The International Criminal Court (ICC) has issued an arrest warrant for Russian President Vladimir Putin for war crimes. The charges are focused on the abductions of Ukrainian children. The ICC said in a statement that Putin "is allegedly responsible for the war crime of unlawful deportation of (children) and that of unlawful transfer of (children) from occupied areas of Ukraine to the Russian Federation."
This is the first time that the global court has issued an arrest warrant against a leader of one of the five permanent members of the UN Security Council. Rubbishing the charges, Putin's spokesperson Dmitry Peskov said Russia does not recognise the ICC.
What are the charges against Putin
The ICC has charged Putin over Russia’s treatment of Ukrainian children under two articles of the Rome Statute, which established the court: unlawful deportations of civilians, and unlawfully moving them from occupied Ukraine into Russia. The court also issued a warrant for the arrest of Maria Lvova-Belova, the commissioner for Children's Rights in the Office of the President of the Russian Federation.
Last week Ukrainian President Volodymyr Zelenskyy referred to “kidnapping, forced adoption and re-education of Ukrainian children” as “a war crime and a crime against humanity”. Human Rights Watch (HRW) has called for a “concerted international effort” to return forcibly deported children and urged Russia to publish information on their whereabouts. Ukraine’s presidential commissioner for children’s rights, Daria Gerasymchuk told AFP that Ukraine has identified 43 children’s camps in Russian cities, adding that children “are being moved around all the time”. Gerasymchuk added that 16,000 children have been children deported to Russia since the start of the invasion. Ukraine has managed to bring back 308 children. Not just orphaned children or those in Ukraine's institutional homes, Russia has also forcibly separated children from parents in the border regions, according to reports. These children are then allegedly placed in Russian foster homes and registered as Russian citizens.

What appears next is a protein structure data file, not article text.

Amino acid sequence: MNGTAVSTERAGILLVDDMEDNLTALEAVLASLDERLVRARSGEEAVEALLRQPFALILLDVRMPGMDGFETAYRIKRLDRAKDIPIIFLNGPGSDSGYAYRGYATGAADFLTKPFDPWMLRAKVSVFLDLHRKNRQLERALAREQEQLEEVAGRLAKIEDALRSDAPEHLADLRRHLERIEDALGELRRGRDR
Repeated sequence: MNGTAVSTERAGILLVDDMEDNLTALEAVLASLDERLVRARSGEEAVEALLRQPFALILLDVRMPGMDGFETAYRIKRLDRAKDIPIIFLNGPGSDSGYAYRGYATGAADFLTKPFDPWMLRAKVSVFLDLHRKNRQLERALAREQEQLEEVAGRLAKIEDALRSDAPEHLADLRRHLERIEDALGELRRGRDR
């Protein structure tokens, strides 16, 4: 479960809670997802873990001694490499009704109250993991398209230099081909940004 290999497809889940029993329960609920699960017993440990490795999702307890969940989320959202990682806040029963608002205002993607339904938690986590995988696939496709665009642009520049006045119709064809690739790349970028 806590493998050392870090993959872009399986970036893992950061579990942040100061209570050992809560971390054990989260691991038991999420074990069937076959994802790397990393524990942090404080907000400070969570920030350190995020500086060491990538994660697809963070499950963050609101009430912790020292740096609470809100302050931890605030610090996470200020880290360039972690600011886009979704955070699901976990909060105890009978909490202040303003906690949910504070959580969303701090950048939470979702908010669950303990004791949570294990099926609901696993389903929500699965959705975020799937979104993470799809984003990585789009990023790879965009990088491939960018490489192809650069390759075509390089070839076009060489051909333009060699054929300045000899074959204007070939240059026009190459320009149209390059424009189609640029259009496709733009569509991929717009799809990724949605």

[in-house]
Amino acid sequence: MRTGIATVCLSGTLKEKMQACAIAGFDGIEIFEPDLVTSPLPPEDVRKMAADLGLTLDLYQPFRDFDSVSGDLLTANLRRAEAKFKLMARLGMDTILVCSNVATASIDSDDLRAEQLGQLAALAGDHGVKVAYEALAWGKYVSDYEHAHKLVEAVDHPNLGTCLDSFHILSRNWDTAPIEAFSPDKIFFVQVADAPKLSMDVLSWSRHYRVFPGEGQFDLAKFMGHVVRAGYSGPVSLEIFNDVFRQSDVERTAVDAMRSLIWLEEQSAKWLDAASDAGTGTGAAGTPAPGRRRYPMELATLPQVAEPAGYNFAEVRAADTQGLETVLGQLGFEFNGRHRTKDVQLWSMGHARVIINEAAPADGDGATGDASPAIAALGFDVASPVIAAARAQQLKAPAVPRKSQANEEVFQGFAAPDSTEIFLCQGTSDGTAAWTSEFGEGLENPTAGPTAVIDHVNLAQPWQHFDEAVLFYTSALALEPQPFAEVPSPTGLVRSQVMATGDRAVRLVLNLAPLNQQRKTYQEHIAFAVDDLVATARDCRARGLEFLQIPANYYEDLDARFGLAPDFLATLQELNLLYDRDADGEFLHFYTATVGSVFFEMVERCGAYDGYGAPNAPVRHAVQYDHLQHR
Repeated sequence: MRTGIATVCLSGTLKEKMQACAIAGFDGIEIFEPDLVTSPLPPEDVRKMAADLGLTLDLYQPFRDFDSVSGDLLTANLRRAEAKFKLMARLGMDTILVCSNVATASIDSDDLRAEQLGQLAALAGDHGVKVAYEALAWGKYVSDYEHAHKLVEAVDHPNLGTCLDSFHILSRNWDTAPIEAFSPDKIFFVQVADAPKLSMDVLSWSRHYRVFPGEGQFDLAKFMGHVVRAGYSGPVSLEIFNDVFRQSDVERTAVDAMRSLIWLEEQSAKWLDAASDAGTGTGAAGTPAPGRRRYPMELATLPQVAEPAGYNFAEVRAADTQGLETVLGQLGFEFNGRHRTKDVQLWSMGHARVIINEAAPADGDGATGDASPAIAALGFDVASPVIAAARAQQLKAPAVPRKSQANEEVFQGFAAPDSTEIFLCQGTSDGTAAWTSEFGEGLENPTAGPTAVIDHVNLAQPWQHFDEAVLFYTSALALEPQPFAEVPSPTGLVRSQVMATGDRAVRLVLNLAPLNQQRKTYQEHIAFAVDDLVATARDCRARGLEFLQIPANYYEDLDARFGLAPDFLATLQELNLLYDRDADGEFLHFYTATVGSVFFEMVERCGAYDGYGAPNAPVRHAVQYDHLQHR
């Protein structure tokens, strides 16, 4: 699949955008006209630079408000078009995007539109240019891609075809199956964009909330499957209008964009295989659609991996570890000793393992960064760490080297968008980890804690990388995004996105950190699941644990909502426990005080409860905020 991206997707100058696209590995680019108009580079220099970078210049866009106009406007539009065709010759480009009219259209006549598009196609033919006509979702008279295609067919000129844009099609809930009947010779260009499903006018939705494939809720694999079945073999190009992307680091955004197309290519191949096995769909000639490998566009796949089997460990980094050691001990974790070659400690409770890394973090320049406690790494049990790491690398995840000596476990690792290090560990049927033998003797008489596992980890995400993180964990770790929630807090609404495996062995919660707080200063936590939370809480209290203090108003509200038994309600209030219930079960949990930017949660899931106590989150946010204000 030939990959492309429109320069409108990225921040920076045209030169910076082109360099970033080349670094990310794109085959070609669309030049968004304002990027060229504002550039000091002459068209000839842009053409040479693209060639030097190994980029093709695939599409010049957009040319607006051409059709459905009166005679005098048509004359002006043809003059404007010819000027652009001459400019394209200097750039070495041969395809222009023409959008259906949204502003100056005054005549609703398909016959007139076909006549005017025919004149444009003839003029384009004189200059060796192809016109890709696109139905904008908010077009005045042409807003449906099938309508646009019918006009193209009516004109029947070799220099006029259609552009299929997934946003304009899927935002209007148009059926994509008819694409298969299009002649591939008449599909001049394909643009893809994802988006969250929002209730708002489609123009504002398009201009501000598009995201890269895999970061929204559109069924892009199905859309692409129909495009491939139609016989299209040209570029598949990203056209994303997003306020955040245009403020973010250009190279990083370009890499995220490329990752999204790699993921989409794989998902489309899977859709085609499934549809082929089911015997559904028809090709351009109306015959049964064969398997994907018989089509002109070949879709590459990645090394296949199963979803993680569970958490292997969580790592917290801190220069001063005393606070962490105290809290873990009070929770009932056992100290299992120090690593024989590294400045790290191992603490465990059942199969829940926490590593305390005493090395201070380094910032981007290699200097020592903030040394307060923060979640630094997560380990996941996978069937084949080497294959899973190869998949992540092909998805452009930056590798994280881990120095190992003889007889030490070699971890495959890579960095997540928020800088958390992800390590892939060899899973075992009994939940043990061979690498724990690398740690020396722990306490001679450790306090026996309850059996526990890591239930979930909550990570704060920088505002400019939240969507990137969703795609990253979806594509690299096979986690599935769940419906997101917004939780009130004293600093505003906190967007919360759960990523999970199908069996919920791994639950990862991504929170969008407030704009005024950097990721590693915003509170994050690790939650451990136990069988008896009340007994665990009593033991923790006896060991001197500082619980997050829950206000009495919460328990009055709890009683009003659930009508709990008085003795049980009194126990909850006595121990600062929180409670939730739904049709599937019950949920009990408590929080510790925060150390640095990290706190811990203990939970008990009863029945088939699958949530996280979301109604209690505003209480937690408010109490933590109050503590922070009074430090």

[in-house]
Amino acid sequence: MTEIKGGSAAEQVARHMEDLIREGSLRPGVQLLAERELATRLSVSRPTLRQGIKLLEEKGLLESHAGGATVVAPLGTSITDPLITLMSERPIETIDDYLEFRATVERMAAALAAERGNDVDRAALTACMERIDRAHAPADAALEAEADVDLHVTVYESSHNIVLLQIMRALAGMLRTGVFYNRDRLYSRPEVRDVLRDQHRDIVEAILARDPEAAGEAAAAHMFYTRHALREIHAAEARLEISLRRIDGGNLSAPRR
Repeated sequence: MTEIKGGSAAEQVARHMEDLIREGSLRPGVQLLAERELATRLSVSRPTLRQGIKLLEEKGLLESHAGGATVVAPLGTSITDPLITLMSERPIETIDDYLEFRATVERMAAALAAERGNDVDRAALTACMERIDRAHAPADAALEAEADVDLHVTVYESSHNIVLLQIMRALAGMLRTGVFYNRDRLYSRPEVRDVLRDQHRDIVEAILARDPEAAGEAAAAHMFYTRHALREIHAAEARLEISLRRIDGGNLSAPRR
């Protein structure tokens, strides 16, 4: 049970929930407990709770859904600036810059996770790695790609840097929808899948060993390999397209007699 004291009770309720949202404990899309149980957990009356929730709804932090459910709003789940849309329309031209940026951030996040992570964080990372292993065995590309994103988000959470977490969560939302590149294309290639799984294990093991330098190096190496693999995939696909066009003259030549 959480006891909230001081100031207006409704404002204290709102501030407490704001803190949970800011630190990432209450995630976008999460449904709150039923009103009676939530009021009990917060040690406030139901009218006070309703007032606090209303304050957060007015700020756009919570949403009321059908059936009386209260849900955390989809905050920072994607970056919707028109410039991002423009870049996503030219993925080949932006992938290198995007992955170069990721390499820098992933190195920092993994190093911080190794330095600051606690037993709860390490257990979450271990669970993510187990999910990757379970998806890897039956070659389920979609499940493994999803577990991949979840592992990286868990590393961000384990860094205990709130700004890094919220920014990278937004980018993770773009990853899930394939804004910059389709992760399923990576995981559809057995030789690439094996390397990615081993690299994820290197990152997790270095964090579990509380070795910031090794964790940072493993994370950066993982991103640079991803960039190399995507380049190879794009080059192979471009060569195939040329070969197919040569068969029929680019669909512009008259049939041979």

Though Russia has publicly acknowledged the programme, it argued that the children were transferred for their own protection. The ICJ refutes this, stating that the children were not moved for safety or medical reasons.
Lvova-Belova responded with sarcasm: "It is great that the international community has appreciated the work to help the children of our country, that we do not leave them in war zones, that we take them out, we create good conditions for them, that we surround them with loving, caring people.”
Can Putin be arrested
This is unlikely because the ICC does not have its own police force; it depends on countries to enforce its arrest warrant. Moreover, Russia does not recognise the ICC and is not party to the Rome Statute. The Rome Statute is the treaty that established the International Criminal Court. A total of 123 countries are party to the statute. Besides Russia and Ukraine, the United States and China are not members of the 123-member ICC. He could be arrested in any of the countries that have signed the statute, but is unlikely the Russian President will travel to any of these, TIME stated in a report. Moreover, no country is willing to face the dramatic consequences of attempting to arrest Putin.
The ICJ warrant however, further dents Putin's image both globally and at home. "The ICC has made Putin a wanted man and taken its first step to end the impunity that has emboldened perpetrators in Russia's war against Ukraine for far too long," said Balkees Jarrah, associate international justice director at Human Rights Watch.
Speaking to TIME, Bill Bowring, a professor at Birkbeck College, University of London said this could also make the situation trickier for countries like India that have not condemned Russia for the Ukraine invasion.
The ICJ could file additional charges, including those linked to targeting civilians.